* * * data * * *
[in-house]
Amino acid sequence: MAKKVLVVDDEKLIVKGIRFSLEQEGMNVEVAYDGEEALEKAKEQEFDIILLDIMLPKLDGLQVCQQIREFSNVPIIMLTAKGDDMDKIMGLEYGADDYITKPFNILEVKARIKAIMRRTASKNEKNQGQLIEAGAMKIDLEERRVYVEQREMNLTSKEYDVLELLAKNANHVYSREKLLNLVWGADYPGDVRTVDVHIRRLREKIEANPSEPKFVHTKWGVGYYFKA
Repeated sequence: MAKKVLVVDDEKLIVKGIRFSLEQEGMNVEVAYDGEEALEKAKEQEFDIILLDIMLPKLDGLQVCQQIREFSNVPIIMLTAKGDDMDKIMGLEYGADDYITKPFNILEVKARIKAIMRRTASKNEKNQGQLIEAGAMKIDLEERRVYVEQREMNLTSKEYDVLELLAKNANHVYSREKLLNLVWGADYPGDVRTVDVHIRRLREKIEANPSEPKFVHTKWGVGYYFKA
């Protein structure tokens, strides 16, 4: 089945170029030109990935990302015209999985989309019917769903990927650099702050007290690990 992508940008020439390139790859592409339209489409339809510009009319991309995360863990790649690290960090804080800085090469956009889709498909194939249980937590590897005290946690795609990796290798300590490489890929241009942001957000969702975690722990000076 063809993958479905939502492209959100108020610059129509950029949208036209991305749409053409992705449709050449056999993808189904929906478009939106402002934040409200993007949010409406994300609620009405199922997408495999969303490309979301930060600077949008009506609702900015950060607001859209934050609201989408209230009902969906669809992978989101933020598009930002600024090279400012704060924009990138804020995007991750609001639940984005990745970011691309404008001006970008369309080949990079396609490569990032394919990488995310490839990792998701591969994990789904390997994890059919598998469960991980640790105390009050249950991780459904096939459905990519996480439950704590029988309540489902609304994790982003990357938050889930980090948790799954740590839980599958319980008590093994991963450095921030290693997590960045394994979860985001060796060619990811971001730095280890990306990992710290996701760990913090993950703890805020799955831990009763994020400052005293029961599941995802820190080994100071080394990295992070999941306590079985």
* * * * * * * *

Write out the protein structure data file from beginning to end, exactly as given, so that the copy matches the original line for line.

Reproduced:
[in-house]
Amino acid sequence: MAKKVLVVDDEKLIVKGIRFSLEQEGMNVEVAYDGEEALEKAKEQEFDIILLDIMLPKLDGLQVCQQIREFSNVPIIMLTAKGDDMDKIMGLEYGADDYITKPFNILEVKARIKAIMRRTASKNEKNQGQLIEAGAMKIDLEERRVYVEQREMNLTSKEYDVLELLAKNANHVYSREKLLNLVWGADYPGDVRTVDVHIRRLREKIEANPSEPKFVHTKWGVGYYFKA
Repeated sequence: MAKKVLVVDDEKLIVKGIRFSLEQEGMNVEVAYDGEEALEKAKEQEFDIILLDIMLPKLDGLQVCQQIREFSNVPIIMLTAKGDDMDKIMGLEYGADDYITKPFNILEVKARIKAIMRRTASKNEKNQGQLIEAGAMKIDLEERRVYVEQREMNLTSKEYDVLELLAKNANHVYSREKLLNLVWGADYPGDVRTVDVHIRRLREKIEANPSEPKFVHTKWGVGYYFKA
């Protein structure tokens, strides 16, 4: 089945170029030109990935990302015209999985989309019917769903990927650099702050007290690990 992508940008020439390139790859592409339209489409339809510009009319991309995360863990790649690290960090804080800085090469956009889709498909194939249980937590590897005290946690795609990796290798300590490489890929241009942001957000969702975690722990000076 063809993958479905939502492209959100108020610059129509950029949208036209991305749409053409992705449709050449056999993808189904929906478009939106402002934040409200993007949010409406994300609620009405199922997408495999969303490309979301930060600077949008009506609702900015950060607001859209934050609201989408209230009902969906669809992978989101933020598009930002600024090279400012704060924009990138804020995007991750609001639940984005990745970011691309404008001006970008369309080949990079396609490569990032394919990488995310490839990792998701591969994990789904390997994890059919598998469960991980640790105390009050249950991780459904096939459905990519996480439950704590029988309540489902609304994790982003990357938050889930980090948790799954740590839980599958319980008590093994991963450095921030290693997590960045394994979860985001060796060619990811971001730095280890990306990992710290996701760990913090993950703890805020799955831990009763994020400052005293029961599941995802820190080994100071080394990295992070999941306590079985």